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Toy Story 2
Buzz and Woody get warm and
fuzzy in Pixar's terrific sequel.

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By Janelle Brown

Nov. 24, 1999 | Think back to the toys of your youth: The worn out teddy-bears, the Barbie dolls with their hair torn out, the discarded hot wheels and erector sets and G.I. Joes and stuffed animals that eventually came unstuffed. Now think about them in the bottom of a trash heap, or mouldering forgotten in damp boxes in the basement -- your dolls, dying terrible, cruel deaths by incineration, just because you're more interested in nail polish and mortgages these days. Feeling guilty yet? Hmm?

"Toy Story 2" is all about the brevity of life, learning to accept the fact that you exist only as long as you are experiencing life to its fullest. It is, believe it or not, a rather philosophical movie, in which the topics of betrayal and death are pondered in toy terms. You might even call it grim, despite its brave confrontation of life's bitter truths. "We're all just a stitch away from here to there," one toy says mournfully, as a broken squeaky toy is banished to a yard sale.

It's been nearly four years since Pixar stunned the world with "Toy Story," the first completely computer-animated full-length feature film to hit the big screen. For those "Toy Story" fans who were concerned that the film would suffer from the usual Death by Sequel syndrome, I have good news: "Toy Story 2" is just as good as the original. In fact, it might even be better. Not only is it just as visually stunning and witty as the first, but it's funnier, more thoughtful and more grown-up. It may not be as surprising as the first time you saw "Toy Story," but it packs the same visceral punch.

The movie starts out where the first "Toy Story" left off: Buzz Lightyear and Woody the cowboy are now best friends. Buzz has come to terms with the fact that he is a toy rather than a superhero, and their beloved owner Andy is about to jet off to cowboy camp with Woody in tow. But when Andy accidentally tears Woody's arm during a particularly rough playtime, Woody is exiled to the top of the bookshelf. "He's been shelved," the toys whisper in fearful tones, and Woody seems doomed to a dusty, forgotten fate.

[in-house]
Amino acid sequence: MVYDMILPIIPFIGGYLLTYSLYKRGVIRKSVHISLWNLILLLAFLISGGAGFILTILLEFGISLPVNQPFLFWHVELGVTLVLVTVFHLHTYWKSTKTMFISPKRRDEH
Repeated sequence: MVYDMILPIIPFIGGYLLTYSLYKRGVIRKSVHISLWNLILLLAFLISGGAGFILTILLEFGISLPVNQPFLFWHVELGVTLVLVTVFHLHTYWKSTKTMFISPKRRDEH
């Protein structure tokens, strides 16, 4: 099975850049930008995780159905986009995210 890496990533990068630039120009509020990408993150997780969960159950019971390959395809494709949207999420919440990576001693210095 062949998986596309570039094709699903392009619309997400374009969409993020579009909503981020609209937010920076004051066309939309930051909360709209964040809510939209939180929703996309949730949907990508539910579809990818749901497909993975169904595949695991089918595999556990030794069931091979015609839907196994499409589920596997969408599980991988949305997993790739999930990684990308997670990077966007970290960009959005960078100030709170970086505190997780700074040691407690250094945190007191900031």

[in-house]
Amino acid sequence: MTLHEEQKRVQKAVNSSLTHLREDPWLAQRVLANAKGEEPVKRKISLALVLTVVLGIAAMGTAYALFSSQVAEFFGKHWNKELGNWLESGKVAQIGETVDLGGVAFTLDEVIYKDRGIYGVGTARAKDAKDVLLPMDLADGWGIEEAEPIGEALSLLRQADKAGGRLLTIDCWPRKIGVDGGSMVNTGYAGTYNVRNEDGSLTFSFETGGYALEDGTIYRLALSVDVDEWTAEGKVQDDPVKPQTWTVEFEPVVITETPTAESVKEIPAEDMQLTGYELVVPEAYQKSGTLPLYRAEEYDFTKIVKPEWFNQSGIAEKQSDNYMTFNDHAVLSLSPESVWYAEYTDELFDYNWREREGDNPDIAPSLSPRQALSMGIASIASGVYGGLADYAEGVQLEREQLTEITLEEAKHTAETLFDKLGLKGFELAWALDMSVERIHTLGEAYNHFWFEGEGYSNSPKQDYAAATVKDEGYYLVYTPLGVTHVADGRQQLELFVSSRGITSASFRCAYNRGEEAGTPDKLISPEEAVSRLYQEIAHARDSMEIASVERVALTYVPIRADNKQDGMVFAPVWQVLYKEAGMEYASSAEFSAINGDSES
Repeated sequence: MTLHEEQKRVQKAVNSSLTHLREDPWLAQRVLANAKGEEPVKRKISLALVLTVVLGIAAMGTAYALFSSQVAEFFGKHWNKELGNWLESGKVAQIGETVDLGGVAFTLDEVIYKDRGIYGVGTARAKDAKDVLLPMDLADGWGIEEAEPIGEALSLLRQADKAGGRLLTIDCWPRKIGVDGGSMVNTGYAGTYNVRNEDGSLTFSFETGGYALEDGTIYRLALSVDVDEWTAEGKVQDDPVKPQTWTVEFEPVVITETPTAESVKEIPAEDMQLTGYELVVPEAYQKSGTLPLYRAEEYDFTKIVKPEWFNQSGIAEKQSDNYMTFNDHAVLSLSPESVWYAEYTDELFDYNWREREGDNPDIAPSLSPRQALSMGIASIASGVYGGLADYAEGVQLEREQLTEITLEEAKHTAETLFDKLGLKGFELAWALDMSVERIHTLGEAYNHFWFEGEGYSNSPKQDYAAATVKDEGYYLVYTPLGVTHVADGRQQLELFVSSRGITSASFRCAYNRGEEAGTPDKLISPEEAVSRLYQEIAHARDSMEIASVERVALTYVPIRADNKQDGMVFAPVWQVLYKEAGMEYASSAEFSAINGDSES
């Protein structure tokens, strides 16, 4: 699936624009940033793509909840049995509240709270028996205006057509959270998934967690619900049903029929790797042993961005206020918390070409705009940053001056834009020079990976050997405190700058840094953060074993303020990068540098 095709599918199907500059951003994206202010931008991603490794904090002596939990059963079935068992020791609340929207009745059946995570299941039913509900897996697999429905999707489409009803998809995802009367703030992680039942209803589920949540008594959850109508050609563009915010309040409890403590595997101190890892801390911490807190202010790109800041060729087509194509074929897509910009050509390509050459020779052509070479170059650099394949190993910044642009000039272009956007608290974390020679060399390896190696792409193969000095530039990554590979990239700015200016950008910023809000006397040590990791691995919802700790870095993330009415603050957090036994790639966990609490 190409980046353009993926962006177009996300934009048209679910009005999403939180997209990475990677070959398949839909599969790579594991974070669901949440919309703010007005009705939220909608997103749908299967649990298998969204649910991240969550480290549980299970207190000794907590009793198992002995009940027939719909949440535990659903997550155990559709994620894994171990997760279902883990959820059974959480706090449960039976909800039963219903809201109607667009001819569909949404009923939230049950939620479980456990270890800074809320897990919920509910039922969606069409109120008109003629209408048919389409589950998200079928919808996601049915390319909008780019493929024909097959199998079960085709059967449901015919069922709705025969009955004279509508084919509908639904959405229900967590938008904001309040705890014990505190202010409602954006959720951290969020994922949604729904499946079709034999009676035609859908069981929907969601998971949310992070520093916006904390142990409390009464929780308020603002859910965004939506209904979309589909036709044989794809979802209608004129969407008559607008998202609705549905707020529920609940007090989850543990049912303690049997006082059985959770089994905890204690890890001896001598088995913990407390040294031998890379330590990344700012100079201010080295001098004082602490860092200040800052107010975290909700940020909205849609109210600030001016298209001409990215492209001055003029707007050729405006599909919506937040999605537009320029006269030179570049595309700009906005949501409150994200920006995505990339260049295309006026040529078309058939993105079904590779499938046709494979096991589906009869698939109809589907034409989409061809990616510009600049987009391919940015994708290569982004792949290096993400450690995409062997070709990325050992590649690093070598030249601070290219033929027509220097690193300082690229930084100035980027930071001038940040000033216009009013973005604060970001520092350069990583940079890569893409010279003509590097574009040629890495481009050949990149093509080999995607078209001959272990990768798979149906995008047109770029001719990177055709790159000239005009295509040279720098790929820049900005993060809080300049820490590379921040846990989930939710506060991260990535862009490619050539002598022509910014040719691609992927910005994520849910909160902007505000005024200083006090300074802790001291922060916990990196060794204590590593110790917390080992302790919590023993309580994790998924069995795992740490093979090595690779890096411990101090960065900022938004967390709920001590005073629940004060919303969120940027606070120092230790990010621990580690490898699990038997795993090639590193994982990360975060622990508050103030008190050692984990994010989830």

The fun really begins when, after a complicated series of events, Woody is kidnapped by a mercenary balding toy collector named Al McWhiggin. As it turns out, Woody is a collector's item, a valuable relic from a television show of the 1950s called "Woody's Roundup." Reunited with his "family" -- ditzy Jessie the cowgirl (Joan Cusack), Bullseye the horse and the grumpy old Pete the Prospector (who sees the world from behind plastic, as he's "mint, in the box! Never been opened!") -- Woody seems destined to be sold to a Japanese museum to live the rest of his life in a glass case.

Of course, the toys from Andy's house come to the rescue, braving city traffic, toy stores and dizzying elevator rides in hopes of returning Woody to his home. Want to take a guess if they succeed?

Next page | Who knew a Barbie doll could be so expressive?


 
Detail of image © Pixar Animation Studios


 

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